During the past week I celebrated my seventy-fourth birthday. I am deeply grateful that I have completed another year—in reasonable health and together with my wife Aafje. I do not see this as a matter of fact. Many people (and couples) do not get to live that long together. And it is not just ‘normal’ that I will be given many more good years in good health—even though I hope so. That things may be different I realized once again today, upon receiving an e-mail from a former colleague in the US, who is about the same age as I am. He wrote that he has just been diagnosed with Parkinson’s Disease. My grandfather—another Reinder Bruinsma—lived to be (only) seventy-five years old. My father died when he had reached just fifty. At the time of his death his marriage with my mother had only lasted some sixteen years. Aafje and I can now look back on almost 52 years of happy marriage. It is good to view one’s life from time to time from such a perspective. Gratefulness is the reaction that fits best with this experience.
I received numerous congratulations on my birthday–from my loved ones and relatives, but also from countless others. Of course, I realize that it has become very easy to say ‘happy birthday’ through Facebook. Every morning Facebook reminds its members who among your ‘friends’ has his/her birthday on that day. But your ‘friends’ do not have to send you a birthday greeting, with or without a picture or a few personal remarks. It truly surprised me that almost 250 of my ‘friends’ took the effort to congratulate me. This also is a reason for gratefulness, for it indicates that I continue to mean something to many people.
The past year of my life has been quite full—with assignments during travel, with almost weekly sermons, and. especially translation jobs and writing projects. Since February of this year a substantial part of my time has been absorbed by the writing and promoting of my book FACING DOUBT: a book for Adventist Believers ‘on the Margins’, together with a Dutch edition. It has caused a lot of discussion. I received some negative but many positive reactions from many countries. I am grateful that I had the energy needed to invest in this project.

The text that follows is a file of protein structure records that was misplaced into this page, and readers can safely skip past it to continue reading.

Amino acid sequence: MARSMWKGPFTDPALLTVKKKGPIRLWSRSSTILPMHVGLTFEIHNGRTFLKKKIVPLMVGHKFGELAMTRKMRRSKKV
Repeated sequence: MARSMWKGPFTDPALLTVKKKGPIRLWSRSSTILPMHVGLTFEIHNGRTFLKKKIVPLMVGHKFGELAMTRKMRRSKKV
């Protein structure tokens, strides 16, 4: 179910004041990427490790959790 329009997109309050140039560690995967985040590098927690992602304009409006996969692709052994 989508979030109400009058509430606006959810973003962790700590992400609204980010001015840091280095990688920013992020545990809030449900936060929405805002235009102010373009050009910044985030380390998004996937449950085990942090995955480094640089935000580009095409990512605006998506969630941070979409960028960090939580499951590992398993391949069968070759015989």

As a new year of my life has begun, a number of activities in the Netherlands and elsewhere are already in my agenda. I suppose that within a few months I will begin to feel the urge to write another book. Several people have suggested that I should maybe venture out in writing a book about a christian view of homosexuality. It would seem that such a book is greatly needed in the Adventist Church. In the past few years I have given many presentations on this topic. A few weeks from now I hope to present a few workshops about this important theme at an Adventist youth congress in Germany. Do I have the courage to produce a book on that topic? I have found that sticking out one’s neck in the Adventist environment costs a lot of emotional energy. I will have to think it through quite carefully.
In any case—if my health keeps us, I intend to do a lot of reading in the coming twelve months. The stack of ‘to read’ books is getting higher again. And maybe, if in twelve months time, I may celebrate my seventy-fifth birthday, it would be a good idea to review where my spiritual and theological pilgrimage has taken me through the years. Maybe I will then organize a meeting with people of my generation, in particular my colleagues, where we can tell our story to each other and recount our spiritual journeys. Who knows!
A new year comes–one day at a time. I hope that I may receive a lot of inspiration and joy of life, continued health and the blessings from Above to make every day worthwhile.